Taiwan growth slows in Q2 as exports plunge


TAIPEI: Taiwan’s economy grew at its slowest pace in three years in April-June, data showed on Friday, hammered by a plunge in its key export sector and falling demand in China.

The results underscore the challenge Taipei faces in diversifying from its traditional mainstays of electronics and hardware exports, as it tries to encourage tech innovation from smaller homegrown businesses as one way to boost the economy.

Growth came in at just 0.64 percent year-on-year in the second quarter, sharply down from 3.37 percent in the previous three months and badly missing a forecast of 3.05 percent, the Directorate General of Budget, Accounting and Statistics said.

Compared with the previous three months the economy shrank 7.65 percent.

Exports fell 9.81 percent as inventory of electronic products remain high and China expands supply chains within the mainland.

The soft reading came despite a 2.81 percent rise in private consumption, which beat expectations of a 2.75-percent increase.

Analysts warned that the news highlights the need for the government to introduce measures to support the economy as it faces a general election in early 2016.

“It’s not only cyclical . . . there are also structural factors,” said Wai Ho Leong, an economist at Barclays based in Singapore.

China’s increasing use of domestically produced goods “has reduced demand for Taiwan-made components”, he added.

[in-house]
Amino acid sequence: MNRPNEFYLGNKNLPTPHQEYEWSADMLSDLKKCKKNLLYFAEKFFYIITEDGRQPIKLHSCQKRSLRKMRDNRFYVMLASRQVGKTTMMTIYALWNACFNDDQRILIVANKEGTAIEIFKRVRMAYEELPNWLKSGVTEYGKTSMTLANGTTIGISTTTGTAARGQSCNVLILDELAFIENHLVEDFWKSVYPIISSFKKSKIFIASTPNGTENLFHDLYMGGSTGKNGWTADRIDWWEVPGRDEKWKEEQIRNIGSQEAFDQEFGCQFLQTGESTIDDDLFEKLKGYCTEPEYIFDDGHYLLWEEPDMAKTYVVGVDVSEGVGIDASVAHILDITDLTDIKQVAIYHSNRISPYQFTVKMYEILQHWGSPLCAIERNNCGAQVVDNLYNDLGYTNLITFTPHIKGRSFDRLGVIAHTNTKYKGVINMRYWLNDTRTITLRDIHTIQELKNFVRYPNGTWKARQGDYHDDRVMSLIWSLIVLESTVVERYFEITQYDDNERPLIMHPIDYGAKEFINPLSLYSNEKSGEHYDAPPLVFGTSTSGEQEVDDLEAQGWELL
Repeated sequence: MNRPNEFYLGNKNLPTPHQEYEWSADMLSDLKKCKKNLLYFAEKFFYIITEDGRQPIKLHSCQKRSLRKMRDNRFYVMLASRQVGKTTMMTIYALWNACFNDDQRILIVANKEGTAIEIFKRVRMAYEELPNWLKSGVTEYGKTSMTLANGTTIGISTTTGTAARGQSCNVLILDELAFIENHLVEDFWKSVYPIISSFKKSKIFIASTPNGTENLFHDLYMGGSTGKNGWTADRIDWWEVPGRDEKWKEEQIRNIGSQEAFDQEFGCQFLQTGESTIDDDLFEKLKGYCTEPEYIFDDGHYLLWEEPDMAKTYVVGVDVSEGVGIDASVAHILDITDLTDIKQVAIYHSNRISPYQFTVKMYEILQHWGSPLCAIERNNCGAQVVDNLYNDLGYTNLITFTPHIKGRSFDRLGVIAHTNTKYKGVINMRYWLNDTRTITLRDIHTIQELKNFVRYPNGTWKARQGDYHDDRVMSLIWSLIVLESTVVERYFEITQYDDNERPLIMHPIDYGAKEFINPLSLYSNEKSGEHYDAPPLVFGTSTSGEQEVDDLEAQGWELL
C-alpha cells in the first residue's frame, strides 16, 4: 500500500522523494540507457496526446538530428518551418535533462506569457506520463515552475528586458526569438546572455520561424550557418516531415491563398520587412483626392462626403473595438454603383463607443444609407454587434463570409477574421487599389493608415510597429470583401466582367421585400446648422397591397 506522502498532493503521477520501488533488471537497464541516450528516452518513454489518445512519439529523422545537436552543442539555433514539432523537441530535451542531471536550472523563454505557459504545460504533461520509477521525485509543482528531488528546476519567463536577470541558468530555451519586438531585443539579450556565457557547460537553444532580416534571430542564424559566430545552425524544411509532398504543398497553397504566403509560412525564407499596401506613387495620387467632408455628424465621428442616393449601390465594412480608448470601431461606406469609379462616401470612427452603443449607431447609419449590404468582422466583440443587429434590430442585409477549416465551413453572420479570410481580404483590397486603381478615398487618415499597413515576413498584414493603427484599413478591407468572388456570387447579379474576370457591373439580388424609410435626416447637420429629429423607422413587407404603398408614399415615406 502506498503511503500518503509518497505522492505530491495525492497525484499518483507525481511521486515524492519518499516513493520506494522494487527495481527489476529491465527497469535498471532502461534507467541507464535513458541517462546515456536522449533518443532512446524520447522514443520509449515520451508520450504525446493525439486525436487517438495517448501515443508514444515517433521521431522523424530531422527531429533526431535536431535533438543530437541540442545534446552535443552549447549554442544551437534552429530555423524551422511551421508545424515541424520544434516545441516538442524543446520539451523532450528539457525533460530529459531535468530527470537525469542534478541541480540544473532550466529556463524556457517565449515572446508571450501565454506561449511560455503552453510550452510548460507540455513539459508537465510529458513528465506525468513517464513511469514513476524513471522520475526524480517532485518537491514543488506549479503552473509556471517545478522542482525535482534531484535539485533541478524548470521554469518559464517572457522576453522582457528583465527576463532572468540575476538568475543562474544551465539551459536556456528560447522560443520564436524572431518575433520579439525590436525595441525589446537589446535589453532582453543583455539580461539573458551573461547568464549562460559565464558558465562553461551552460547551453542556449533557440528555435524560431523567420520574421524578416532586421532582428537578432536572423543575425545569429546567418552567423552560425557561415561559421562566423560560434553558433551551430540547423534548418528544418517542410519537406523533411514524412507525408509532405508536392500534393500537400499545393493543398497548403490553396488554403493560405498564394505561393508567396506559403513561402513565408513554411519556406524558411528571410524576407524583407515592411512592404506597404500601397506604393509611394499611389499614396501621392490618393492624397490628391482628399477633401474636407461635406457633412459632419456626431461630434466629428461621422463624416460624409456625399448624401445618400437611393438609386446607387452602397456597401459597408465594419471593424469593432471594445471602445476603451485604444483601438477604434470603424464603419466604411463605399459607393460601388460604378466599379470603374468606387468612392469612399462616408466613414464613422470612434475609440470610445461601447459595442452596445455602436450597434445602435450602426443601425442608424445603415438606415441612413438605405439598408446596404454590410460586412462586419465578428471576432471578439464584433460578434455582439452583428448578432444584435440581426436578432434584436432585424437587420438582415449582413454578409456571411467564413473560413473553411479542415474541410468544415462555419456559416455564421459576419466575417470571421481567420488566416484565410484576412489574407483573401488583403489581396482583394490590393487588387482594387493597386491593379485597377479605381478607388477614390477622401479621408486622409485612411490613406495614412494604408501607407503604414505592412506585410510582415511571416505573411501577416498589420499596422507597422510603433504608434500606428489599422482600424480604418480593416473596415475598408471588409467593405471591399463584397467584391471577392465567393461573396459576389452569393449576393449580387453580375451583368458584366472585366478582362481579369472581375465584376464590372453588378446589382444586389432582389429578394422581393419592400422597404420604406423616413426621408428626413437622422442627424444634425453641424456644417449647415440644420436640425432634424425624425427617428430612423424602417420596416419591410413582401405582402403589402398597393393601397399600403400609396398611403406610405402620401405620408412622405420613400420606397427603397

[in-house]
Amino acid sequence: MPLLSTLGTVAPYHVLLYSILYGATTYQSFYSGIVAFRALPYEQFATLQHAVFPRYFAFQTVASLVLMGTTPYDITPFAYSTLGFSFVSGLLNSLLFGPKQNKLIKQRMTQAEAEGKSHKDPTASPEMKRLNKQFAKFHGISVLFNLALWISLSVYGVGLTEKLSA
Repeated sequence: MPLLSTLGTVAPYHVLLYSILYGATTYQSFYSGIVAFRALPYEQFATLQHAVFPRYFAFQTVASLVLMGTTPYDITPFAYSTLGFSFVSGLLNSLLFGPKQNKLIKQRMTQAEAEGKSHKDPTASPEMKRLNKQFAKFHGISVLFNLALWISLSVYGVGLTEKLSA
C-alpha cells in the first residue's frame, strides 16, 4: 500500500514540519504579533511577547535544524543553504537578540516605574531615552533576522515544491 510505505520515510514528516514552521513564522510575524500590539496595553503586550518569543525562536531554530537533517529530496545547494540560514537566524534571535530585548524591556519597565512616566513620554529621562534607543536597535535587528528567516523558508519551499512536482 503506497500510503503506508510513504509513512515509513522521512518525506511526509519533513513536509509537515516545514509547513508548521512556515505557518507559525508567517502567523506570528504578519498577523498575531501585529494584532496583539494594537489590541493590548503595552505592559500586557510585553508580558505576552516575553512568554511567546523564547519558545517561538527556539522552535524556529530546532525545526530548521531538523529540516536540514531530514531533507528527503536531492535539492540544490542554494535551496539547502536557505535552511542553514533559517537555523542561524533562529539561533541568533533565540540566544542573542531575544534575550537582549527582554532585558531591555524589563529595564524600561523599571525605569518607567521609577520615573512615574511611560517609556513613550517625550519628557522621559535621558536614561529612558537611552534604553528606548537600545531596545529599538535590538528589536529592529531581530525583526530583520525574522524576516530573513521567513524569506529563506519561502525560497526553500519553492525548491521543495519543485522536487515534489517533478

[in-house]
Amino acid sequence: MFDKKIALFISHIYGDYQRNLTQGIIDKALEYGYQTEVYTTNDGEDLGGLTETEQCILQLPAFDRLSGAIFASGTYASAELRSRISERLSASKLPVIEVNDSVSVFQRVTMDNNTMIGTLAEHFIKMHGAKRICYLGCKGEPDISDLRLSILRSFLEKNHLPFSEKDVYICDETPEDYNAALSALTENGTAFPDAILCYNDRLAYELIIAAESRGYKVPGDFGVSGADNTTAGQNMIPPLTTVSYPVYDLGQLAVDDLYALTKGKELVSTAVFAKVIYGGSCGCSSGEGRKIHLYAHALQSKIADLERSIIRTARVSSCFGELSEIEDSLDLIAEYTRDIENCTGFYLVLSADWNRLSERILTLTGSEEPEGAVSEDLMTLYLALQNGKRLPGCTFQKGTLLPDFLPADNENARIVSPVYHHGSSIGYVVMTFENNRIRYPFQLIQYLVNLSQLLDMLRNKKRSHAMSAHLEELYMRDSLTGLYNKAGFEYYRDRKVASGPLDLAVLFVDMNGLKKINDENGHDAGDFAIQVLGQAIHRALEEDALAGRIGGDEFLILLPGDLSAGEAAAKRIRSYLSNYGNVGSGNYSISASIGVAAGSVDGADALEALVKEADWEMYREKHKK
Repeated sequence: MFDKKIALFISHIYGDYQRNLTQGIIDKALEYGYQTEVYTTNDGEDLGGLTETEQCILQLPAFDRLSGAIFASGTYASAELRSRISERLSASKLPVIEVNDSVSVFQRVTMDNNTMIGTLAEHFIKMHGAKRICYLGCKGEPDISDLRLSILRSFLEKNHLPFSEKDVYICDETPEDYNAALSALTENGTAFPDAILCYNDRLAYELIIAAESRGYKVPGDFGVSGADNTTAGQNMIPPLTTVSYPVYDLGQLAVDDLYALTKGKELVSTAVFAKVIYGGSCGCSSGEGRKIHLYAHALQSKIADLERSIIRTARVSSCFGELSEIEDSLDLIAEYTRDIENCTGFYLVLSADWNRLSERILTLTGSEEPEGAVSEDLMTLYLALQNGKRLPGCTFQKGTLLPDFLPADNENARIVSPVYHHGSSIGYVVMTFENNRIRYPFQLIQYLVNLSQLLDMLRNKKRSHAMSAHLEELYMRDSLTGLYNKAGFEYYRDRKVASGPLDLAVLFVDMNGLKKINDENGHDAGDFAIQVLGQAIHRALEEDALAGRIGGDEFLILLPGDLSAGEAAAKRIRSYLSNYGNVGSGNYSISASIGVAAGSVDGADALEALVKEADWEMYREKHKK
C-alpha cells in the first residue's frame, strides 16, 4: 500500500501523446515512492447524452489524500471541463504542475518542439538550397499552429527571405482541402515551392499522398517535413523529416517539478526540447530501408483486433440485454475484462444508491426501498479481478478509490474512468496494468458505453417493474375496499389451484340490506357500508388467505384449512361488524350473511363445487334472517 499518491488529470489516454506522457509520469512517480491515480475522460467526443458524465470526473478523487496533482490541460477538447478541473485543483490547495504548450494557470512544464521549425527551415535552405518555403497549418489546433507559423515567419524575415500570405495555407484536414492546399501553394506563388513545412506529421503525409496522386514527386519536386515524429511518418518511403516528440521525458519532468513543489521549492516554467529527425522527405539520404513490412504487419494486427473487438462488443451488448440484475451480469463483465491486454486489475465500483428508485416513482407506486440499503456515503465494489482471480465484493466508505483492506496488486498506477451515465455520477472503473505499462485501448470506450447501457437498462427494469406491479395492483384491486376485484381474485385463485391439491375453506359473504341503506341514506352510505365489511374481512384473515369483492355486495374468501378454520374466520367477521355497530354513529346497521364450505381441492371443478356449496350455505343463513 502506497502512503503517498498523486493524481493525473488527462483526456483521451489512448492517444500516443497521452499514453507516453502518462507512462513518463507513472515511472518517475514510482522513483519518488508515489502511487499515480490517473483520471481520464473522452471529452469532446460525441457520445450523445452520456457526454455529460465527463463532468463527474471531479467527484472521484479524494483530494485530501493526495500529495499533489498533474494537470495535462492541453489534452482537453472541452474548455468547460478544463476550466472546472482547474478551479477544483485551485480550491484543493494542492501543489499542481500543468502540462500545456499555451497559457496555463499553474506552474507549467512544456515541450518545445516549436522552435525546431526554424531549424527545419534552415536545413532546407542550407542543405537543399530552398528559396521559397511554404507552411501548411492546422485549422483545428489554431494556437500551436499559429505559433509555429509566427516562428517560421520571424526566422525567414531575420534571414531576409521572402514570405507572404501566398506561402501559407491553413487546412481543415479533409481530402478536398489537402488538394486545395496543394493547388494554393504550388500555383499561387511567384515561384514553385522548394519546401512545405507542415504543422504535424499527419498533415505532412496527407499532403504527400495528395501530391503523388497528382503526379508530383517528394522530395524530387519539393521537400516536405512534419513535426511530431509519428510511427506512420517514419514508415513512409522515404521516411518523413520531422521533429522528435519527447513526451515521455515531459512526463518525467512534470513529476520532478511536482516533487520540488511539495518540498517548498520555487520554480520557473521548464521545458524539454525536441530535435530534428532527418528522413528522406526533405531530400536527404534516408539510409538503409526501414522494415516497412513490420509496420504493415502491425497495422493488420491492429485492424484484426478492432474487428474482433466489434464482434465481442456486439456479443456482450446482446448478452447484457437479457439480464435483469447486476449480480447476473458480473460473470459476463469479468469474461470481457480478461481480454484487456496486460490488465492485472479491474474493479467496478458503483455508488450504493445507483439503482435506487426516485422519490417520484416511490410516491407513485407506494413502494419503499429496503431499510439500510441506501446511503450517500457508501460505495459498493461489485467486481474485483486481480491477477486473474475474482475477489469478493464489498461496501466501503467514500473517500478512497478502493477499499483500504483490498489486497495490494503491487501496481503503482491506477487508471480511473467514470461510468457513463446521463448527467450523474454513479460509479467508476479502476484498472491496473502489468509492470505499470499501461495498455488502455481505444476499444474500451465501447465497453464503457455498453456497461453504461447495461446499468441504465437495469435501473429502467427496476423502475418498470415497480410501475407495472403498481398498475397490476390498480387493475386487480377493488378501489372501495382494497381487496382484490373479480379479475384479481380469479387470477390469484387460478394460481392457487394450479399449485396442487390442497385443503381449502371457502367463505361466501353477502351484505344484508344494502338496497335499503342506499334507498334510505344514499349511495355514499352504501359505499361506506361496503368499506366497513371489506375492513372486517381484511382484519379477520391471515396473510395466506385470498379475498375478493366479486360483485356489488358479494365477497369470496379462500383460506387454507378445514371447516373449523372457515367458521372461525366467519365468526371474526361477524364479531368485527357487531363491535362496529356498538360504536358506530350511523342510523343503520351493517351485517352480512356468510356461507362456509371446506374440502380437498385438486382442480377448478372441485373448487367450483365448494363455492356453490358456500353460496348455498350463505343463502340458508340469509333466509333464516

Barclays had originally predicted three percent growth for the second quarter and Leong said he was looking to revise his full-year GDP forecast after an “unusually depressed” first half of 2015.

Traditionally an export-driven technology hub, Taiwan has benefited from Apple’s new iPhone6, which launched last year—a number of leading Taiwanese firms such as Foxconn and Taiwan Semiconductor Manufacturing Co. are reportedly among Apple’s suppliers.

But the government in May lowered its growth forecast for this year to 3.28 percent from 3.78 percent, blaming increased competition from China in the tech industry.

China has been pushing to grow its own tech industry with the development of domestic smartphone brands and homegrown hardware, including chips.

TSMC, the world’s biggest contract microchip maker, said earlier this month it had “modest” expectations for the third quarter as demand for smartphones slow in emerging markets and China.

The government’s executive branch, known as the Executive Yuan, put forward broad measures on Monday to counter Taiwan’s weakening economy, including greater innovation to raise competitiveness in industries threatened by China’s homegrown suppliers and encourage domestic investments.

“Taking a mid to long term view, we need to accelerate the upgrading of our industries,
strengthen investments and enhance export competitiveness, to continue the push for the economy’s structural shift,” Premier Mao Chi-kuo of the Executive Yuan said.

It comes at a time when economic stagnation and a lack of job and housing opportunities for younger generations are putting pressure on the ruling Kuomintang party ahead of presidential elections in January 2016.



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